Tulsa County Sheriff's reserve deputy Robert Bates enters the Tulsa County Jail Tuesday.
Matt Trotter / KWGS Public Radio Tulsa

Oklahoma State Bureau Of Investigation Opens Probe Into Tulsa County Sheriff's Office

The Oklahoma State Bureau of Investigation announced Monday morning it's opened an investigation into allegations of misconduct in the Tulsa County Sheriff's Office. The move comes nearly two months after the shooting of a restrained suspect by a volunteer deputy. Eric Harris died when Robert Bates shot him after reportedly confusing his service revolver with his stun gun. The OSBI said in a news release that was also posted on social media it formally opened the investigation Friday after it...
Read More

On Now

30-day rainfall totals from Oklahoma Mesonet stations as of May 31, 2015.
Oklahoma Mesonet

No surprise here - May went down as the wettest month in Oklahoma history.

The final statewide average rainfall for May was 14.4 inches. State climatologist Gary McManus said that's nearly 9.6 inches above normal, and obliterated the 74-year-old previous record of 10.75 inches set in October 1941. The Oklahoma Climatological Survey has kept records since the 1890s.

We've come a long way since 1975, when a newspaper in Midland, Texas, featured an advertisement about a personal pocket computer wizard that had the broad mathematical abilities of a slide rule: a Sharp calculator.

But, are we smarter now that technology has put a lot more than a slide rule into our pockets? Or are we so dependent on technology to do things for us that we are losing the ability to make our own magic, mentally, socially and politically?

Verna Morales, left, and her daughter, Aliah Morales, sit in front of their old transitional apartment at Pearl’s Hope, a homeless shelter in Tulsa.  Aliah Morales has been homeless for three years and her mother has been homeless for six years. The two c
Nate Robson / Oklahoma Watch

A resilient economy and low unemployment have done little to stem the tide of students who are finding themselves homeless in Oklahoma.

Despite a five-year oil and gas boom and falling jobless rates, growing numbers of youths are finding themselves without a bedroom to call their own – a trend seen across the nation.

Oklahoma Capitol Building
ana branca / Flickr Creative Commons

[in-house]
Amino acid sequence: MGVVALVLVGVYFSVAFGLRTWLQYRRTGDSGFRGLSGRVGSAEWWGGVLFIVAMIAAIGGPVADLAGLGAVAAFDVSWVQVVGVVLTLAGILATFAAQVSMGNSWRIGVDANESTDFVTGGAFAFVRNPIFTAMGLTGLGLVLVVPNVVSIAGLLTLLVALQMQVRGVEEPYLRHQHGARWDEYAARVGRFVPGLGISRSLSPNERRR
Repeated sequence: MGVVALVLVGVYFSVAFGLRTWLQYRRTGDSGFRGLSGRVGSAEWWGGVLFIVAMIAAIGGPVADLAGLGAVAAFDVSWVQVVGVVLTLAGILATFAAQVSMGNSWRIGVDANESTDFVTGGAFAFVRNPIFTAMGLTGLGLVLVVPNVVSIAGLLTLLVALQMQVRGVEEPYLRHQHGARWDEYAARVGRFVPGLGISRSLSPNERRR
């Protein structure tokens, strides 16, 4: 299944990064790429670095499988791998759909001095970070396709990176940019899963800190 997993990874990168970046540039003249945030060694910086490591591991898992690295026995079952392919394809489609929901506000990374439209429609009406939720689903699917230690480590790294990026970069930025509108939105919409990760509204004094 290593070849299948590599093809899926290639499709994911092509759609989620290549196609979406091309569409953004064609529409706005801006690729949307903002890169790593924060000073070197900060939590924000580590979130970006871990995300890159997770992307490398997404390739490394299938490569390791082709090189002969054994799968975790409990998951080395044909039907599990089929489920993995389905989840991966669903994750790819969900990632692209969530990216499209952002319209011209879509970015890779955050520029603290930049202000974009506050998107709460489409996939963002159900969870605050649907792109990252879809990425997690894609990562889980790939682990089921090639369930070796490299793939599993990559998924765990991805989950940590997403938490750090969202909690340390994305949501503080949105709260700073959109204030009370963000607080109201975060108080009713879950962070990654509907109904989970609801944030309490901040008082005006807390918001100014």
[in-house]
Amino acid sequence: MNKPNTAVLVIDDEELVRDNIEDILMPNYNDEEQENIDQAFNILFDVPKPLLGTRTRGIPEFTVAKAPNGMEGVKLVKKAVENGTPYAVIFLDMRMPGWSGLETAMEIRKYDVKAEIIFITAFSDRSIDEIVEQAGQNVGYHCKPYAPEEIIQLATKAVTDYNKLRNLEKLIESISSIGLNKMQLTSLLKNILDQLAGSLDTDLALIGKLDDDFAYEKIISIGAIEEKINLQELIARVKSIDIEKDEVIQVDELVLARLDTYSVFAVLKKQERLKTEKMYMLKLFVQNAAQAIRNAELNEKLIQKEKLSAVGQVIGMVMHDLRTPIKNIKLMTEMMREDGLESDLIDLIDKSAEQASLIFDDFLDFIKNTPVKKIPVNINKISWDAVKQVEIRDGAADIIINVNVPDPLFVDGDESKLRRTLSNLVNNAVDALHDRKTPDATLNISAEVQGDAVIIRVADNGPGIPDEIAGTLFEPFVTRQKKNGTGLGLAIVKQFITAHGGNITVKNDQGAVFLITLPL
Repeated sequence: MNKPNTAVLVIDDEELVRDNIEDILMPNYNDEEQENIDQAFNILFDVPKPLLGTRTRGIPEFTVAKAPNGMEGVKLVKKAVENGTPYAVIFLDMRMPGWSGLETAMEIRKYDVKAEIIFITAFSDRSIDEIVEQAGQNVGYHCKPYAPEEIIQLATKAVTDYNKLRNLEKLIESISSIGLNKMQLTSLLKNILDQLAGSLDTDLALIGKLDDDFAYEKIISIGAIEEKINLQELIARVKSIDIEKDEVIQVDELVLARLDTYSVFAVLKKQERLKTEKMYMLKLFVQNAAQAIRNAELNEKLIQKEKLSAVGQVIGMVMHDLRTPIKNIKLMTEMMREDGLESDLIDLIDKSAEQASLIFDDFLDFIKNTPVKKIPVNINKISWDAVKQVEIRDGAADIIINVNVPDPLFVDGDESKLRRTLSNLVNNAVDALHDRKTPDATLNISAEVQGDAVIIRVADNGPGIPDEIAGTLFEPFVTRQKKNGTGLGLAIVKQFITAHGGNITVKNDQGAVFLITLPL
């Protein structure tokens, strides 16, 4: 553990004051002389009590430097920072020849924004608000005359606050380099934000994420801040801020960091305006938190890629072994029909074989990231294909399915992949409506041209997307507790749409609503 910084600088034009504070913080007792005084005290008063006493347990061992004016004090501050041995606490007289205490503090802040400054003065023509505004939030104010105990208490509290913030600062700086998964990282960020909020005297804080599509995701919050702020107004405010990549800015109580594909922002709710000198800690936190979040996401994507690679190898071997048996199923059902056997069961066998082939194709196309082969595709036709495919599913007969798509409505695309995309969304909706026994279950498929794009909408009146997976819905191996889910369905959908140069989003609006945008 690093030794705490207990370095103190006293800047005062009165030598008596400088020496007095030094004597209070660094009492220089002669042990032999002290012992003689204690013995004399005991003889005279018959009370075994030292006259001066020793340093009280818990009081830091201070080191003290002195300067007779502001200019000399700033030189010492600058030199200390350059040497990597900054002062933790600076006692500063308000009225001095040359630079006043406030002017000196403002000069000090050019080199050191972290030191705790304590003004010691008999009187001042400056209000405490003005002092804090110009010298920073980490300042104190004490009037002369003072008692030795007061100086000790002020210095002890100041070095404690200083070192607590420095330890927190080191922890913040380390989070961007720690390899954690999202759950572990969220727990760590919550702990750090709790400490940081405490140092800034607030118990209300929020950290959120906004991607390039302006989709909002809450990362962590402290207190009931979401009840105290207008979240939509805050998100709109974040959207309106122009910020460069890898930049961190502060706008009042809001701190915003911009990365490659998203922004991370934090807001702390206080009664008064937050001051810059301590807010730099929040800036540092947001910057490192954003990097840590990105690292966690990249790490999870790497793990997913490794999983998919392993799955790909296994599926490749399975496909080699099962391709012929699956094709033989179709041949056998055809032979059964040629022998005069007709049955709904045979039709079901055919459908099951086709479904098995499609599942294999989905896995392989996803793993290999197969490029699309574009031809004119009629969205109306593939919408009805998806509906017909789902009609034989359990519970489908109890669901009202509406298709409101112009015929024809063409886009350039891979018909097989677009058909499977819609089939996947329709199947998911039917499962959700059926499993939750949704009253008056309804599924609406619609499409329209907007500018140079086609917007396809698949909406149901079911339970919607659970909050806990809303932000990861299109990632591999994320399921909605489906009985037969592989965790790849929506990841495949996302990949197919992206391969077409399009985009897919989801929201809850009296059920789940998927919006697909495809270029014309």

Bond rating agencies will not be fond of Oklahoma’s fiscal year 2016 budget, State Bond Advisor Jim Joseph told the Council on Bond Oversight.

“This budget will not be something the rating agencies will like because of the way is was balanced with one time money,” Joseph said Thursday during a meeting of the council.

 

Joseph pointed out the budget uses a variety of one-time funding sources, including $150 million from the Constitutional Reserve or Rainy Day Fund and $125.2 million from agency revolving fund accounts.

 

First Place Awards for StateImpact Oklahoma from the Oklahoma Chapter of the Society for Professional Jouranlists 2015
KGOU

May 31, 2015

This is from the Manager’s Desk.   

In its four-year history, StateImpact Oklahoma has received many awards and this last year is no exception.

In the RTDNA Murrow Awards for Region 6, StateImpact was recognized for stories about the relationship of earthquakes to disposal wells.

The Oklahoma Pro Chapter of the Society of Professional Journalists presented nine awards to StateImpact.

American Indian Cultural Center And Museum

After Governor Mary Fallin signed legislation authorizing a $25 million bond issue to finish the incomplete American Indian Cultural Center and Museum in Oklahoma City, the Native American Cultural and Educational Authority’s board meeting celebrated the event.

Flooding along 36th Ave. NW and Telephone Road between Indian Hills Road and SW 34th Street at the border between Norman and Moore.
Brian Hardzinski / KGOU

Governor Mary Fallin is asking the Federal Emergency Management Agency for federal funding to help repair damage in 16 counties caused by recent tornadoes and flooding.

Fallin said in a news release Friday that the request is to help municipalities, counties and rural electric cooperatives with infrastructure repairs, debris removal and costs associated with responding to the storms that began May 5.

Officials are warning of more rain this weekend in Texas and Oklahoma, compounding severe flooding in the region that began last weekend and has been blamed for the deaths of at least 28 people.

Forecasters warn that the Colorado River at Wharton, Texas, could crest today, causing major flooding in that area. It is the wettest May on record for the state.

Meanwhile, volunteers searched the banks of the Blanco River in Central Texas, searching for people missing days after a vacation house was swept away, according to The Associated Press.

U.S Drought Monitor as of May 29, 2015
U.S. Drought Monitor

Given the choice between the crippling drought of the past nearly 5 years and the ongoing threat of flooding Oklahoma farmers and ranchers are currently dealing with, Chris Kirby with the Oklahoma Wheat Commission says she’ll take the rain every time.

“I’ve heard some people say, ‘well, I don’t want to complain about the rain, because the last time I did, it quit raining for six years,” Kirby tells StateImpact.

Chancellor for Higher Education Glen Johnson
Oklahoma State Regents for Higher Education

The Oklahoma State Regents for Higher Education approved a variety of measures during a meeting Friday with little discussion.

Among those measures was the approval of $963.4 million in state appropriations allocated by the state legislature and expected to be approved by Governor Mary Fallin.

The proposed appropriation total would represent a 2.4 percent cut from higher education's previous fiscal year.

Considering most state agencies saw larger percentage cuts, Chancellor Glen Johnson said he is thankful for what they were received.

Pages